Published On: Mon, Oct 31st, 2016

Tensions mount in Venezuela

protest_marchCARACAS - Following the Venezuelan government's refusal to hold the recall referendum as requested by the opposition, Venezuelans took to the streets in their thousands in the face of what they see as a dead end in negotiations over the country's political and economic crisis.

Protest marches have taken place in parts of the country other than the capital Caracas, such as in the plains region of Barinas, the Andean regions of Mérida and Táchira, the central northern state of Carabobo, and Margarita island in the region of Nueva Esparta.

Economic and political instability -- heavily linked to the collapse of the oil price -- has been steadily growing in Venezuela, resulting in acute shortages of food and medicine for ordinary Venezuelans. For many opposition supporters, the exit of President Nicolás Maduro and his administration could help usher in much-needed changes, while Congress, where the opposition now holds a majority, has been pushing in vain to bring impeachment proceedings against Maduro to the Supreme Court he retains control over.

While the national electoral body agreed to holding a referendum, the Maduro administration has backed away from endorsing what would effectively amount to a vote on its mandate to continue governing, ensuring that six different courts rejected the process.

Maduro has also refused to recognise a symbolic “political trial” of the president that Congress has promised to hold in the absence of an impeachment trial.

In her most recent article about the government's decision, Venezuelan Global Voices author Marianne Díaz explained: “In the context of social, political and economic crisis, with the highest violence and inflation rates in the world (it is predicted that inflation will close out the year at 500%), and against a backdrop of grave and complex food and medicine shortages, for many Venezuelans a recall referendum was the only path that would allow the country to recover its lost institutional structures and create a governance pact.”

An announcement made by the Democratic Unity Roundtable or MUD (a coalition bringing together parties and politicians opposed to the ruling party) urged demonstrators to join a rally on October 27 in support of Congress, to take part in a 12-hour strike the following day, and to march on Miraflores palace – the seat of the Venezuelan government -- on November 3.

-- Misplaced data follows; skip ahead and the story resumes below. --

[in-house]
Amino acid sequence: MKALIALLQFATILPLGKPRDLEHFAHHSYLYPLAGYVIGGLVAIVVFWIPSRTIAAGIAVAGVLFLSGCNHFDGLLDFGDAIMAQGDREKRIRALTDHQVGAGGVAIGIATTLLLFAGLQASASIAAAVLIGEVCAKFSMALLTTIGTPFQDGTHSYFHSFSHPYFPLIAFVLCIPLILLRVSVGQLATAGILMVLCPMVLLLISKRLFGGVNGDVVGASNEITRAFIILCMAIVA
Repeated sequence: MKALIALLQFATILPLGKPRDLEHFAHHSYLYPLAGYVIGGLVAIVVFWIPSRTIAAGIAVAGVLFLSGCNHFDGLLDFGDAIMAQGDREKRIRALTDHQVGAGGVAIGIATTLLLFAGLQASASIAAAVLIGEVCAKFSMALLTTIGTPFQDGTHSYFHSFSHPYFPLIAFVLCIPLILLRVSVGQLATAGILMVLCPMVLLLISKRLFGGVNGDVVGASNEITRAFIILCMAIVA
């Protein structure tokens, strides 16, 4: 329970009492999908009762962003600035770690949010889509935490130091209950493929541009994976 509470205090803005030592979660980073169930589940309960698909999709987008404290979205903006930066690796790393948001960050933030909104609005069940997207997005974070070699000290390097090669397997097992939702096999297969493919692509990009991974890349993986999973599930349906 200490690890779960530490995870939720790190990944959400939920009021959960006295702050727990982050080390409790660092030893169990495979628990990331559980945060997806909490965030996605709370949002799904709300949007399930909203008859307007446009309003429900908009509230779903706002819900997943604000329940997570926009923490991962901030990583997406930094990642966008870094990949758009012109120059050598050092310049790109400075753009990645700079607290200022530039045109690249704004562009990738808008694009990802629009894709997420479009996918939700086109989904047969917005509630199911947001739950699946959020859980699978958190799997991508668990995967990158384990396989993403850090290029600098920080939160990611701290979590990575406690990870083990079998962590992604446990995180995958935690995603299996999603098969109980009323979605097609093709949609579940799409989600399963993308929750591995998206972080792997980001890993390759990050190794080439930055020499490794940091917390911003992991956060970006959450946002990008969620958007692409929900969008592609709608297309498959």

The first of the protests under “The Taking of Venezuela” slogan took place on Wednesday, October 26.

Images shared in real time from the marches showed sizeable participation in different parts of the country and also confrontations between demonstrators, police and the pro-government camp.

Amongst the most shared photos was one of a protester shouting through riot shields: “You're going to kill me because I'm hungry?”

Images of confrontations and reports of abuse and repression spread across Twitter. One of the most shared stories was of police heavy-handedness in the northern city of Maracay. There protesters say they took refuge inside the city's cathedral to escape police and other armed, pro-government groups. Hours later the demonstrators were able to get out to safety, but the protests continued.

In other parts of the country, some demonstrators attempted to stop the advance of police.

For many, the presence of large numbers of people on the streets reinforces the legitimacy of the recall request, something government representatives have been attempting to undermine.

As Myteks Media Labs puts it: “Nicolás and Diosdado say that 1% of signatures are false. Here is your recall! On the streets.”

Independent media such as Efecto Cocuyo and Prodavinci regularly share information, images and clips that demonstrate the size -- and volume -- of opposition to the Maduro administration.

The planned strike on October 27, however, attracted smaller numbers. Some Venezuelans told media they were too hungry to participate in a strike that involved not working and not shopping.

This article by Laura Vidal and translated by Alice Pynn originally appeared on Global Voices on October 28, 2016

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